Between Rain man
and Crimson Tide
, there was another very important step in the development of Hans Zimmer’s action sound from the 90s. Between Rain man
and The last samurai
, there was another step in imprinting my soul with what is probably my favorite music induced sensation. It also happens to be one of the action movies I come back gladly to, one of my favorites. It’s from Michael Douglas’s awesome out of control action hero period, and also a very interesting “clash of cultures” movie.
Black rain is the score where Hans Zimmer first experimented with and introduced the sound that made Crimson Tide such a magnificent listening experience. That edgy action sound, contained but so very intense. In Black rain it’s not fully developed yet, but the score works just as well. It’s a little wilder than Crimson Tide, it’s flashier, and it’s awesome.
This album has been pretty elusive until La-La Land records released the expanded, two hour version. The extension is a real treat. It develops the very few themes we had access too until now and quenches the thirst for more Hans Zimmer early action awesomeness. It’s a score well worthy of such a release, because it is a score that altered film music history. Without “Black rain” we would have missed a whole lot of amazing scores in the 1990s.
My two favorite cues are “Charlie loses his head” and “Nick and Masa”. The first one is 8 minutes long and very suspenseful. It’s a suite that showed the shape of things to come, because over the years Hans would return to that formula for his suites, for the mix of action and sensitivity, for tracks that had time to develop and take the listener through all sorts of states. This cue is a journey in itself; it has rage, love, desperation. And the big surprise came at the end of “Charlie loses his head”, when I recognized what was to become The Dark Knight theme. It’s great to hear it so early in Hans’ career. Seeds from this score will also sprout as far as The Last Samurai.
“Nick and Masa” is a great friendship suite. Hans managed to put into notes the complicated relationship between Michael Douglas’s flamboyant and out of control American character and his Japanese counterpart, quiet, contained, but also capable of great anger. They couldn’t be more different, but they found a way to understand each other and become friends, without many words…The music shows that because it is a quiet, unnimposing, but deep and wealthy cue.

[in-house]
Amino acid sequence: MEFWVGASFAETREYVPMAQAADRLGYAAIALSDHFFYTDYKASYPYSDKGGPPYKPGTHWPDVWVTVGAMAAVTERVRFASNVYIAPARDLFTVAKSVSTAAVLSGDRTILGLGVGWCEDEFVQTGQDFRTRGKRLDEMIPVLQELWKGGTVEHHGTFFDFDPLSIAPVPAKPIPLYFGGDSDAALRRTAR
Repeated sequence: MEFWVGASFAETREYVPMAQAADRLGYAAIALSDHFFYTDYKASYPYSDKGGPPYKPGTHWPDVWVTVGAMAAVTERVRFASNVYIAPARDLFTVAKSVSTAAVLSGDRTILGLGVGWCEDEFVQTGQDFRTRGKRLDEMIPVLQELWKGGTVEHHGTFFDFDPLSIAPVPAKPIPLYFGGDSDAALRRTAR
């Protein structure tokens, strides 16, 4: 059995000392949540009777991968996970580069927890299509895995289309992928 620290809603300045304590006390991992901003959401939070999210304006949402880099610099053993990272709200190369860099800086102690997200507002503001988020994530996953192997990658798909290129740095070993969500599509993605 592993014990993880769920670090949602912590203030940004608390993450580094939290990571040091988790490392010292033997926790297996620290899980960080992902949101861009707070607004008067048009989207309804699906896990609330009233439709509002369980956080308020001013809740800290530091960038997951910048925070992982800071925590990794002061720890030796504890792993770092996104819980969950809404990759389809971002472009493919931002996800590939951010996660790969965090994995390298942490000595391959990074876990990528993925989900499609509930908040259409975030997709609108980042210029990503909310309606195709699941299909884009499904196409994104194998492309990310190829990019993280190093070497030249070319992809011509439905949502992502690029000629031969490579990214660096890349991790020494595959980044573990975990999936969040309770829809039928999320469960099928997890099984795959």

Ridley Scott made Black rain a very dark movie; there’s hardly any light, sun or clarity in the images. It’s always raining and muddy, it’s always cold and dangerous, and it’s rarely friendly. Everything has a metallic and uncomfortable feel to it, but Hans Zimmer manages to ad sensitivity to the rough edges of that world with the blend of electronic music and Asian instruments. Add to that the full orchestra conducted by the great Shirley Walker and Hans precious rock influences (just listen to Bikes/fight) and you get a landmark in Hans Zimmer’s career.
“Black rain” is a great origin story for a sound that defined the 90s and action film music, and the first of many collaborations between Hans Zimmer and director Ridley Scott. This is what this score means for film music in general. Get this wonderful release, because you’d be owning a piece of soundtrack history. For me, it’s another rare portal that allows me to close my eyes, forget the world around me and dream. It’s another score that takes me to that place where I can find my small measure of peace, another lullaby that helps me travel back in time to my favorite memories.
Cue rating: 83 / 100
Total minutes of excellence: 84 / 100
Album excellence: 77%
Cues to listen to:
Fucking English/Sato pt 2
Sato watching/ Circling motorbikes
Charlie loses his head
Masa’s reprimand / Sugai part I
Bikes/ Fight/ Nick and Masa
Black rain suite: Charlie loses his head
Black rain suite: Sugai
Black rain suite: Nick and Masa
Charlie loses his head Pt 1 (alt percussion)
Charlie loses his head Pt 2 (alt woth Koto and Oboe)
Masa’s reprimand (alternate)